I’ve made no secret about my disappointment with Delta Air Lines and their knee-jerk, ill-informed, and out of touch decision to prevent their customers from using ExpertFlyer. I expressed that disappointment in this space, and in what I believe to be one of only two critical notes I’ve ever sent Delta. I got the same form reply as everyone else.

Contrast that to this news from ExpertFlyer:

Dear Marshall,

As part of our continued partnership with American Airlines, we are pleased to announce that ExpertFlyer now supports full US Airways Award & Upgrade searching and alerting. The addition of awards and upgrades from US Airways operated flights will complement the existing American Airlines operated award/upgrade data already available to subscribers of ExpertFlyer. In addition Flight Alerts can now be created for award and upgrade inventory for US Airways operated flights.

The newly supported classes are:

O – First – Award/Upgrades, also complimentary Preferred upgrades into First
J – Business – Upgrades into Business using Certificate upgrades for ALL applicable routes
I – Business – Award/Miles Upgrade
X – Economy – Award

Click here for the full list of airlines supported for Award & Upgrade searching and alerting.

We hope you enjoy the new addition to ExpertFlyer.

Sincerely, The ExpertFlyer.com Team

It is very gratifying to see that the new team at American is more in touch with its most frequent flyers (on this issue, at least), and has now made award and upgrade availability searchable for its US Airways customers, rather than moving in the other direction. Bravo American!

-MJ, September 17, 2014

Let me be clear – I tip. I probably over-tip, but I believe in rewarding good service when rendered. As a guy who takes a lot of cruises, tipping is just part of the deal. That said, I have to wonder at times if the tipping culture in the USA is getting out of hand? Of course, I’m speaking about yesterday’s news that Marriott International will soon be leaving an envelope on our pillows for tipping the housekeeper.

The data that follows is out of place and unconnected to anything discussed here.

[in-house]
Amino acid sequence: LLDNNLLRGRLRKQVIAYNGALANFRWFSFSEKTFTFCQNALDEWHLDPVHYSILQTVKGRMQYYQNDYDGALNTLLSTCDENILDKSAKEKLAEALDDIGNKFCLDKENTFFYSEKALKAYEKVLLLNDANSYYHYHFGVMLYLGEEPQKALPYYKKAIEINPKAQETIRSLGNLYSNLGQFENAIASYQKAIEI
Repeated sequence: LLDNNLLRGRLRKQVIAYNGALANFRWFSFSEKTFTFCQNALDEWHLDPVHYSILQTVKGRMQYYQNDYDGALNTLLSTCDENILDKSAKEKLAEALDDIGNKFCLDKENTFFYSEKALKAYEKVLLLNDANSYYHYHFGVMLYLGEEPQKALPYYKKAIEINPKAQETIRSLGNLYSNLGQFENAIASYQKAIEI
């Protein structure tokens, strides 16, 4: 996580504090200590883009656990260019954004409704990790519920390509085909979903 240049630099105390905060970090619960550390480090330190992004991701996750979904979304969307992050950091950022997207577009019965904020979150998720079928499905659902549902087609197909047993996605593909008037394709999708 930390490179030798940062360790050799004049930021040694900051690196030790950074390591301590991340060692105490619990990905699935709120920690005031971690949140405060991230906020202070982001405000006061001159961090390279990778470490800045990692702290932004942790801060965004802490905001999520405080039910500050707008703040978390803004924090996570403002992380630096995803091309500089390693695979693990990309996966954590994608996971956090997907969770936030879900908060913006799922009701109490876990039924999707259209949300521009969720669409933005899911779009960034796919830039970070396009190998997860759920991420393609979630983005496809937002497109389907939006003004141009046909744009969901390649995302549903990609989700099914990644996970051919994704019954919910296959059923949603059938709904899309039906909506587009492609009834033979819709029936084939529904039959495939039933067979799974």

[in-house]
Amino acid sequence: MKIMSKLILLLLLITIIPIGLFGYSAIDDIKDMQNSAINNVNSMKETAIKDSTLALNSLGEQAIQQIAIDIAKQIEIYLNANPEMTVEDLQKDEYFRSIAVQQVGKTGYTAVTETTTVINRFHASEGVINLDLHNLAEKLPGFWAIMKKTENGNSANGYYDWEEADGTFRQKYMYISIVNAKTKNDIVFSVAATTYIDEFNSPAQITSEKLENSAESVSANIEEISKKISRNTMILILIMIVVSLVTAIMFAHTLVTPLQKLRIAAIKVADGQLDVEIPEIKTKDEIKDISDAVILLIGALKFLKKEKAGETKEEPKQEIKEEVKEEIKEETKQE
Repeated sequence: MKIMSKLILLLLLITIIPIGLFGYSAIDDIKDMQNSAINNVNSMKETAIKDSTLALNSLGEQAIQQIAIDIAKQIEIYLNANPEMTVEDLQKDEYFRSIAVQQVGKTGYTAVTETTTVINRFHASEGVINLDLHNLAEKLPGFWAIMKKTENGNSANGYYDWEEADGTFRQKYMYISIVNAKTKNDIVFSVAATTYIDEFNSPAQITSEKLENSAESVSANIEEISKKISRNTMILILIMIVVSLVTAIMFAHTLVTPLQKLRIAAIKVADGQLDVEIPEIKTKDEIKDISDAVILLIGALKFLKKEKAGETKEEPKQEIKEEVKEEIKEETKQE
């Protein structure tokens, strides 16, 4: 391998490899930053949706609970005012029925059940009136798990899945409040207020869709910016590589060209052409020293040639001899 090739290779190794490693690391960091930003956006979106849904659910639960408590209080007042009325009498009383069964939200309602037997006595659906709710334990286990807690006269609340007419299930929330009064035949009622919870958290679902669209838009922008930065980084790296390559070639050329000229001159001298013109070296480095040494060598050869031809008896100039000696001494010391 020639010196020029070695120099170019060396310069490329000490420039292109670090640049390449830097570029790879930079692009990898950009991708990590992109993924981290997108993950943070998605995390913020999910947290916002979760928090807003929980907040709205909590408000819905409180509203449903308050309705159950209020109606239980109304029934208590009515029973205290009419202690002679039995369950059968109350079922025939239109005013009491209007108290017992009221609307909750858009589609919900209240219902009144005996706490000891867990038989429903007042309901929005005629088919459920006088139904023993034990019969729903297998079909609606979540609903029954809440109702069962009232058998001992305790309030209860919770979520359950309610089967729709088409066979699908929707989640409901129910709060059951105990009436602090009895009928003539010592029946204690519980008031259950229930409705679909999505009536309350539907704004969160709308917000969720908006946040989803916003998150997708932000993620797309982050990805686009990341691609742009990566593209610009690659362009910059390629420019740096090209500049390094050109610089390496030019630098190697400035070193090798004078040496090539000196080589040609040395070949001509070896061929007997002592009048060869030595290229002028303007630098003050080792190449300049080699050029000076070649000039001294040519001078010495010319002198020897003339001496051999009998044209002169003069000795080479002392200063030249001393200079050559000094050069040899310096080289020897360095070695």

envelope plz

While I can’t claim to be 100 percent compliant with housekeeping tips at the hotels I stay in, I try to make a habit of leaving a tip, especially if I’m upgraded to a larger room or suite and there’s a lot more real estate for housekeeping to clean. I’m not particularly “put out” by the idea of an envelope on my pillow, but I don’t think it will make me any more likely to tip hotel housekeeping than I already was. What the envelope, and the internet buzz around it have done, is lead me to ask “where do we draw the line on tipping?” Who’s next? Airline employees? Train operators? Public subway drivers? The mail man/woman?

Has the tipping culture gotten out of hand in the USA? Here’s a new reader poll.

Has the tipping culture gotten out of hand in the USA?

View Results

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Many of us are now carrying the Citi Executive® / AAdvantage® World Elite™ MasterCard® thanks to the 100,000 mile promotion earlier this year. Interest in this card perked up a bit when Amex Platinum card members lost access to the Admirals Club and US Airways Club lounges following the merger of American Airlines and US Airways. According to an email I received from Citi this morning, effective November 23, 2014, Cit Executive Card members will receive new or improved coverage in a number of areas including:

  • trip delay protection,